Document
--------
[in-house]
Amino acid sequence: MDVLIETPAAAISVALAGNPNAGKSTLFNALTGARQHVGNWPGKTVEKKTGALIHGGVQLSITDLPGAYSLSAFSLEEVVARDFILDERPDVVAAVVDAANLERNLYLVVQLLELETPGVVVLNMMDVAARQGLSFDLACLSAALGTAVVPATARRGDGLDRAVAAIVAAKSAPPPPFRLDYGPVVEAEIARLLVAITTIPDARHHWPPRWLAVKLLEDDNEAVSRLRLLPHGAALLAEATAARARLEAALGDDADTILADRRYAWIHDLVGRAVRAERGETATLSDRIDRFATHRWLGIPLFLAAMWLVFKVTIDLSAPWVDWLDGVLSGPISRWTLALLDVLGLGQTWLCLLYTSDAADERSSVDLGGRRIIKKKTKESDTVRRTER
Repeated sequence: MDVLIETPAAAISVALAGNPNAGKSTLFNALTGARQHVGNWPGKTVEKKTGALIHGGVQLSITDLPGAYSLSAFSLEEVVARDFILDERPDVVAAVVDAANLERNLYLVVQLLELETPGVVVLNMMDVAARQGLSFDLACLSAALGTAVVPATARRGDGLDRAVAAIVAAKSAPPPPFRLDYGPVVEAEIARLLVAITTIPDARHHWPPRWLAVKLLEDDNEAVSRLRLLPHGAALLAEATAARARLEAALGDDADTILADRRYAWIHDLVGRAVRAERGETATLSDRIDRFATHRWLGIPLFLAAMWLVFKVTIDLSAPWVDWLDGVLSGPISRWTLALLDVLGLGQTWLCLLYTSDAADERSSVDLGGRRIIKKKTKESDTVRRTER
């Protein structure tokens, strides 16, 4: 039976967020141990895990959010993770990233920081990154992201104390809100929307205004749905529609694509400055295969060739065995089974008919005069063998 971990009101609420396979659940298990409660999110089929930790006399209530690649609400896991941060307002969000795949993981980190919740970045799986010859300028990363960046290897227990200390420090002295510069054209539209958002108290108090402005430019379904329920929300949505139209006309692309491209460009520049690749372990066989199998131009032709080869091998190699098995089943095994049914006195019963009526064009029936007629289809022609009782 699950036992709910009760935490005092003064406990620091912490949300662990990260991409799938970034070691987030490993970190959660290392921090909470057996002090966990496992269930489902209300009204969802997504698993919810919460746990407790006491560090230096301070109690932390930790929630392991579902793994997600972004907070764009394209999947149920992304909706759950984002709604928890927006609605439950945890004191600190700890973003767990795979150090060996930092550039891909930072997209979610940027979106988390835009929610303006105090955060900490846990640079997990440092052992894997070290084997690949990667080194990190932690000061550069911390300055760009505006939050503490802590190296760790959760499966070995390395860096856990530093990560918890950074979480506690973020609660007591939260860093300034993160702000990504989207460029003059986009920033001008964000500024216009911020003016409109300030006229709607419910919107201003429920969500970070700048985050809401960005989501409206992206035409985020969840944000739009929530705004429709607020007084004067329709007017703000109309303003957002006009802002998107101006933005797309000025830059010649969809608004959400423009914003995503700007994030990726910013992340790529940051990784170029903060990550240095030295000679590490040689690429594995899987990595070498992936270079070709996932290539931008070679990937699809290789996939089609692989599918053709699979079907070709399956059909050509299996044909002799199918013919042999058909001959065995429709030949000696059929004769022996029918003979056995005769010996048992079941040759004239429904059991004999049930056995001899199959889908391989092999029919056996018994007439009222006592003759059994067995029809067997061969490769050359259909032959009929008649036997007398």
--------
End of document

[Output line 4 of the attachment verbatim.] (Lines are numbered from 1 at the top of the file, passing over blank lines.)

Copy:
């Protein structure tokens, strides 16, 4: 039976967020141990895990959010993770990233920081990154992201104390809100929307205004749905529609694509400055295969060739065995089974008919005069063998 971990009101609420396979659940298990409660999110089929930790006399209530690649609400896991941060307002969000795949993981980190919740970045799986010859300028990363960046290897227990200390420090002295510069054209539209958002108290108090402005430019379904329920929300949505139209006309692309491209460009520049690749372990066989199998131009032709080869091998190699098995089943095994049914006195019963009526064009029936007629289809022609009782 699950036992709910009760935490005092003064406990620091912490949300662990990260991409799938970034070691987030490993970190959660290392921090909470057996002090966990496992269930489902209300009204969802997504698993919810919460746990407790006491560090230096301070109690932390930790929630392991579902793994997600972004907070764009394209999947149920992304909706759950984002709604928890927006609605439950945890004191600190700890973003767990795979150090060996930092550039891909930072997209979610940027979106988390835009929610303006105090955060900490846990640079997990440092052992894997070290084997690949990667080194990190932690000061550069911390300055760009505006939050503490802590190296760790959760499966070995390395860096856990530093990560918890950074979480506690973020609660007591939260860093300034993160702000990504989207460029003059986009920033001008964000500024216009911020003016409109300030006229709607419910919107201003429920969500970070700048985050809401960005989501409206992206035409985020969840944000739009929530705004429709607020007084004067329709007017703000109309303003957002006009802002998107101006933005797309000025830059010649969809608004959400423009914003995503700007994030990726910013992340790529940051990784170029903060990550240095030295000679590490040689690429594995899987990595070498992936270079070709996932290539931008070679990937699809290789996939089609692989599918053709699979079907070709399956059909050509299996044909002799199918013919042999058909001959065995429709030949000696059929004769022996029918003979056995005769010996048992079941040759004239429904059991004999049930056995001899199959889908391989092999029919056996018994007439009222006592003759059994067995029809067997061969490769050359259909032959009929008649036997007398």